Being an adult will always be something that mystifies me. I’m learning that responsible adults do things that children do not. For example, they drive cars and obey the rules of the road. They buy wholesome and healthy food, and they never shop when hungry. They plan. They also make mortgage payments.
Conversely, irresponsible adults drive without their licenses and often get in accidents. They buy and eat junk food, and they never, ever sit down at a table and eat with their kids or spousal equivalents. They don’t plan. Some are known to fall behind in their rental payments, and others are known to fall behind on their mortgage payments.
I also used to think that the most telling sign of irresponsibility was debt. That is, such individuals routinely bounced checks and maxed out credit cards. I was raised to believe the only time one would want
to do this was if they were diagnosed with an incurable disease or a brain tumor. Then no holds were barred.
The question that recently came to the forefront of my consciousness was, are Pete and I responsible or irresponsible adults? I’m still not sure what the answer is. Up until recently I’d have said that we’re on the good end of the responsible/irresponsible continuum. Lately, I’ve had reason to wonder. You see, Pete and acquired a small, but growing debt, and so began to mull over refinancing our place.
Refinancing. I equated this with the lowliest of the lows. Soon enough, we’d be sent to debtor’s prison, and there have to hang out with the likes of Bernie Madoff. Pete, who was not, as I was, frozen into a state of near indecision, checked this out. Here’s what he later told me: We could refinance with our credit union, and get a new mortgage, with an interest rate of 2.75 percent, which is considerably less than our current mortgage rate. Then we could put out credit card and horse trailer payments on this loan. Their interest rates are considerably higher.
I said sure. What I subsequently learned is that the entire process cannot be done unless one possesses an iota (and all you need is one iota) of responsibility. You don’t just walk into a bank and say you want to refinance and have this be a done deal. No, it’s not like asking for change for the Laundromat. The process is very involved, and involves many, many people, several phone calls, and several trips to the bank. You also have to turn in your old paperwork and you have to fill out new paperwork. And paperwork begets more paperwork. Heck, you even have to have your old tax records on hand.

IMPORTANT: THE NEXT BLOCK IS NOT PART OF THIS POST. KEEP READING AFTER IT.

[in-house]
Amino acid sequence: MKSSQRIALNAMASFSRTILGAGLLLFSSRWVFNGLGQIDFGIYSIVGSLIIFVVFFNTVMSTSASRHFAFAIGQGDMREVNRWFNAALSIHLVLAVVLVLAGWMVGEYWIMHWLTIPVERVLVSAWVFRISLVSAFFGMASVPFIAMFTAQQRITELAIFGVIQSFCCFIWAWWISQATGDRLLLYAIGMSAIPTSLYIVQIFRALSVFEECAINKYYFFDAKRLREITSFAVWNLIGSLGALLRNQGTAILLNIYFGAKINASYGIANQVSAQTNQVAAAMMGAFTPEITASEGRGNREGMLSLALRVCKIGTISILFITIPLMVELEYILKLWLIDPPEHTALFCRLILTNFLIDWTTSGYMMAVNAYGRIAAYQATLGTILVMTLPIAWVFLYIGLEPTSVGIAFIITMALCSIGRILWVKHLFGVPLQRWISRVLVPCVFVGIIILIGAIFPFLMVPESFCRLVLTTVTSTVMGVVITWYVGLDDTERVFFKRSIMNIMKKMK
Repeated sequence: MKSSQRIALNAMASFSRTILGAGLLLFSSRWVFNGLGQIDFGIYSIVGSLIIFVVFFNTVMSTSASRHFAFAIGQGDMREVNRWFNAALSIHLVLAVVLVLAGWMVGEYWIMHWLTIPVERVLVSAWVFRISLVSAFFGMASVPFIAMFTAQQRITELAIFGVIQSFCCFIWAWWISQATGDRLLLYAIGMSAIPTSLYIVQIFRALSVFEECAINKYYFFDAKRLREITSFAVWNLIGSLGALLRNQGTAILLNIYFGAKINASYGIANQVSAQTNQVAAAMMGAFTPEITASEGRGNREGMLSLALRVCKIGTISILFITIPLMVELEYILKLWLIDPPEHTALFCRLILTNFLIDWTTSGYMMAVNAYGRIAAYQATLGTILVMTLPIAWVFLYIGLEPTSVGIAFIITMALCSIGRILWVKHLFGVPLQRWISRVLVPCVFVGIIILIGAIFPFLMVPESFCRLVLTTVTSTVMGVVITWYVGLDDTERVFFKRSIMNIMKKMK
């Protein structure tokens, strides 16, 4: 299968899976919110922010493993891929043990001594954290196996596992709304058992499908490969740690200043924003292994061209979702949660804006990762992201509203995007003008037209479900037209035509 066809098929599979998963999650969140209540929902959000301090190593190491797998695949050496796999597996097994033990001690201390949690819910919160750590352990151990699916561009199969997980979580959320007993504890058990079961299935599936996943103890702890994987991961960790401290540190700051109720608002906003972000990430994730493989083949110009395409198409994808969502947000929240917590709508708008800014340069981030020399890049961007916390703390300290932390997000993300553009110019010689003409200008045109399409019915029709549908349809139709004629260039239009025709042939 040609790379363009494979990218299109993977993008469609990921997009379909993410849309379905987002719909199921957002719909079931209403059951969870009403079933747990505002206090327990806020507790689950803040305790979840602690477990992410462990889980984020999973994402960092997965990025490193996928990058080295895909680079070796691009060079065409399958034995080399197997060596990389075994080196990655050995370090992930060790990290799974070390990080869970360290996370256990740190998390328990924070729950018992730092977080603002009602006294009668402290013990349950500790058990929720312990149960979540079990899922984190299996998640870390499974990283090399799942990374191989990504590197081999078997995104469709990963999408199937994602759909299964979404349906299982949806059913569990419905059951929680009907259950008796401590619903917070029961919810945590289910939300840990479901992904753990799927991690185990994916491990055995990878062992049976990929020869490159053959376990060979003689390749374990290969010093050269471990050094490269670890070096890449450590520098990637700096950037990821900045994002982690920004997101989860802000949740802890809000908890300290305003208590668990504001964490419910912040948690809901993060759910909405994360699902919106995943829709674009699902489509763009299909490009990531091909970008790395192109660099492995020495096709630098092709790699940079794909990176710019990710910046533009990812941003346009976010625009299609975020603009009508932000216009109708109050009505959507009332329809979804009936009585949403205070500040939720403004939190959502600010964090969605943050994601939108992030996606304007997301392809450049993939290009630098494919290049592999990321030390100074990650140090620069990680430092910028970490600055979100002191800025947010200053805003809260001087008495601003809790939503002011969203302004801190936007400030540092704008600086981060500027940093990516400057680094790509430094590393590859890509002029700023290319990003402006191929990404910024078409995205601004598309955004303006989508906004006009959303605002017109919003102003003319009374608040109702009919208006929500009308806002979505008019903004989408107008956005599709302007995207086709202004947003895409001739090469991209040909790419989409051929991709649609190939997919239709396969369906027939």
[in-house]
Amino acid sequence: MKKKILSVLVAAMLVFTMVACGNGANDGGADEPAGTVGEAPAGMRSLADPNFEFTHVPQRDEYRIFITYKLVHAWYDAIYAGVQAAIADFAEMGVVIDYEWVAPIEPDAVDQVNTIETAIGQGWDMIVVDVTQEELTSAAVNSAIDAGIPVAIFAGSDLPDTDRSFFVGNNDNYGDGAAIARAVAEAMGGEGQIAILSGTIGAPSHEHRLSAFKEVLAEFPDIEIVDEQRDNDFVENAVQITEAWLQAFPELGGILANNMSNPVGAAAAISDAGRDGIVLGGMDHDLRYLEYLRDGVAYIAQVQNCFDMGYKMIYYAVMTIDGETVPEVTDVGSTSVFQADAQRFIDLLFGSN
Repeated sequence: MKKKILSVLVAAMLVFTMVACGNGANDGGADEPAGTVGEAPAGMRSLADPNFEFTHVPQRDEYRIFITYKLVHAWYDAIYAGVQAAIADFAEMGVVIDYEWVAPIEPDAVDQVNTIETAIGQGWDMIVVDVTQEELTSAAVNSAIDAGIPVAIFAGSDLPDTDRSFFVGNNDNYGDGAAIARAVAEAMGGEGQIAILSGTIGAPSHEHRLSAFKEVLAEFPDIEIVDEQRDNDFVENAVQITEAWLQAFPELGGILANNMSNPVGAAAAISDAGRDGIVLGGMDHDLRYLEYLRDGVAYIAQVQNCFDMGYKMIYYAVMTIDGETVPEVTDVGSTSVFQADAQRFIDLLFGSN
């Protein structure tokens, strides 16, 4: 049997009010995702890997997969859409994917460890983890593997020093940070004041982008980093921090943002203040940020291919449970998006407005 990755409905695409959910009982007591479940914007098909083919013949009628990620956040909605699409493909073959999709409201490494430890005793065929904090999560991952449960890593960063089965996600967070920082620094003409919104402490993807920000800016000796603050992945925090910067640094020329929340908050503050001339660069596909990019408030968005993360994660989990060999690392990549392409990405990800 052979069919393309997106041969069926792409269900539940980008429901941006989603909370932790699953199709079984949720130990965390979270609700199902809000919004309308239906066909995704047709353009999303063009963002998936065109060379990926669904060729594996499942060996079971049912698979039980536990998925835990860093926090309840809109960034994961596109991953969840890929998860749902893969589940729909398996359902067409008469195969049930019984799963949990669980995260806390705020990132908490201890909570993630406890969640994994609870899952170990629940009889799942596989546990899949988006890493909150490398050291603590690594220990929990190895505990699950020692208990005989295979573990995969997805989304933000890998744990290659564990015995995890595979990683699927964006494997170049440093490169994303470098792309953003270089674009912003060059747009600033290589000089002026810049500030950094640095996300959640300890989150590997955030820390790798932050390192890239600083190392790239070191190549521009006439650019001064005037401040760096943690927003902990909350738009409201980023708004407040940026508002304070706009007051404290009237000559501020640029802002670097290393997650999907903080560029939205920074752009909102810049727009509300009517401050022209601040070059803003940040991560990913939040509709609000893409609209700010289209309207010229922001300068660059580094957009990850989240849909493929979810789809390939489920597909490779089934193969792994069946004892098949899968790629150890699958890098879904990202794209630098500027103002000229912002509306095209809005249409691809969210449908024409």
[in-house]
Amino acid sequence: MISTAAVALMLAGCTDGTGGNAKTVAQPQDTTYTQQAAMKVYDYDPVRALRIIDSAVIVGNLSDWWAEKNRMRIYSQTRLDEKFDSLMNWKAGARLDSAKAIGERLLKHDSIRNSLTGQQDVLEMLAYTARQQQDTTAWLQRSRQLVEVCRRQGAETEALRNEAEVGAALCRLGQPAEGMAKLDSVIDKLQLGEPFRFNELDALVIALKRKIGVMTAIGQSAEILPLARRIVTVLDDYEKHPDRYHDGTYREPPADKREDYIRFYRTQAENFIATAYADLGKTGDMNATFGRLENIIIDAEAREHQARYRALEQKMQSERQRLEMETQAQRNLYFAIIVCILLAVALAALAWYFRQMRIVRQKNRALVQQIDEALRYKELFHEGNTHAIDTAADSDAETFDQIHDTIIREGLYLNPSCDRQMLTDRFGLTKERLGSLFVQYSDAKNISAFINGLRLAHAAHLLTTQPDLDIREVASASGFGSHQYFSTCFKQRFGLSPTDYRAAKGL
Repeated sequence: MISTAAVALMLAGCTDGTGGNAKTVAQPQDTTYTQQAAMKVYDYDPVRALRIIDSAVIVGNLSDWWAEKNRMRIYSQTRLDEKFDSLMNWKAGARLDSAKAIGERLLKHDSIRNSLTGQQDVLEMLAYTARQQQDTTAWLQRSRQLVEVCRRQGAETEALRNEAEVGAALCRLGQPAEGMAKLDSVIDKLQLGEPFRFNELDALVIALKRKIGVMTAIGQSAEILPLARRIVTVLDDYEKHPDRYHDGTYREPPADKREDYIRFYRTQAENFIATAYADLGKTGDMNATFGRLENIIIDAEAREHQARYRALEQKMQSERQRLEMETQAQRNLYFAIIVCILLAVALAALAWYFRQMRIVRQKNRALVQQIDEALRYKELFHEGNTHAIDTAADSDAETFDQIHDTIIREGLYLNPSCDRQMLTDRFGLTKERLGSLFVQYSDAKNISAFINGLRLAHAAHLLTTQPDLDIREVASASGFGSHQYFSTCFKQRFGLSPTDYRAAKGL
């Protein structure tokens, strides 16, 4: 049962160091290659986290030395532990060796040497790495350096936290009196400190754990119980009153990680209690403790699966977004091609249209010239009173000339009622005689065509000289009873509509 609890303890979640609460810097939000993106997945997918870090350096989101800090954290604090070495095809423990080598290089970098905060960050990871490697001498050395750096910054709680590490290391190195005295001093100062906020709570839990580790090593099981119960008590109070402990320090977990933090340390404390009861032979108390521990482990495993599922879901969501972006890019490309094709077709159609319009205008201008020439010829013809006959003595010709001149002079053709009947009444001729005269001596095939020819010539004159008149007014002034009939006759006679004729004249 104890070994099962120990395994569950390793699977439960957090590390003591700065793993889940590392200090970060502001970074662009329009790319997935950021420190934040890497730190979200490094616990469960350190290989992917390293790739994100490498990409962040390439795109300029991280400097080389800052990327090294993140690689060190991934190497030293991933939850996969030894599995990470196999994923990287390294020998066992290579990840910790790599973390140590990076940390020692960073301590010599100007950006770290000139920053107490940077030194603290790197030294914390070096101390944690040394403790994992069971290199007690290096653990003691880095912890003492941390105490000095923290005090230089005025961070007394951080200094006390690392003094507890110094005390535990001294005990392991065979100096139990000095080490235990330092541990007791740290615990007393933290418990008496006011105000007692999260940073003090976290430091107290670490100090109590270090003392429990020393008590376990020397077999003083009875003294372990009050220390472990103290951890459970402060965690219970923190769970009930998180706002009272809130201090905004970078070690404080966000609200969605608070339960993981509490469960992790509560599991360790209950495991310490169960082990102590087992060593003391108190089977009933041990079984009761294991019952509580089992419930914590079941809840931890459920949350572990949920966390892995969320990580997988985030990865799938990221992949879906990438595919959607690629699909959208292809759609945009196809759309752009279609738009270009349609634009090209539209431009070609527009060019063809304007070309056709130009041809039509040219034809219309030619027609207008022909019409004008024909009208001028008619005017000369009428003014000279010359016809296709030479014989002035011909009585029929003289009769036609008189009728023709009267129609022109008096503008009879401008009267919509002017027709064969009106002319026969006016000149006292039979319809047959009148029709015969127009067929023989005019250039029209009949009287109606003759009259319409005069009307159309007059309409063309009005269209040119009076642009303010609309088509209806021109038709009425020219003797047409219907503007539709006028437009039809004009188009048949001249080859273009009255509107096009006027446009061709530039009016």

And in addition, you have to get your place appraised. This involves having someone come to your home and having a look see. You must then know how to talk the talk and walk the walk. Being able to smooze knowledgably about all house things considered is very important. It’s also an art.
Pete (of course) did all the leg work, because really, he is (if you haven’t yet figured this out) the most responsible person ever. So today, he and I (you see, I’m semi-responsible) went to Wasilla and met with Joyce and another woman – Joyce put together our loan packet and the other woman processed our application. We then signed papers – lots of papers. Far more papers than I am even submitting for my upcoming artist grant application.
It was Friday afternoon – we were all chatty. No one talked down to us, or treated us like we’d been delinquent in our financial dealings. The paperwork kept coming, and of course, Pete and I asked innumerable questions. My training was as an English major, so I of course thought that I should carefully read all the documents. But the title woman provided succinct summations of each document. This made me wonder why English teachers are told to discourage students from writing summaries. Go figure.
So, after all was said and done, and said and done again, we exited stage one, with our paperwork in hand. We now have a ten-year mortgage and no other debts. And after, we went and paid off the tractor. So our tractor and vehicles are ours, although our place is still owned by the bank. What I learned from this was that in our case, refinancing reduced our debt. If we were irresponsible doing this would have never crossed our minds.
I did test the waters by asking Joyce what happens if you cannot pay up. Her response, which was very no nonsense, scared the bejesus out of me. As I understand it, if for any reason can’t pay up, you lose everything. It was right then, at that moment, I got the sense that bank people know there are no absolutes, meaning that even we, who are considered to be responsible, might not be responsible.
Oh well. Pete and I are determined to pay off this loan in five years. And we will.
Having refinanced, both Pete and I are now feeling better about the upcoming year, a year that’s going to open more doors for us both. There’s the trip. We are both, afterwards, envisioning having time to finish many writing projects, one of which is his chainsaw book.
Next: February 23, 2013: Forward Ho – Trip Plans Continue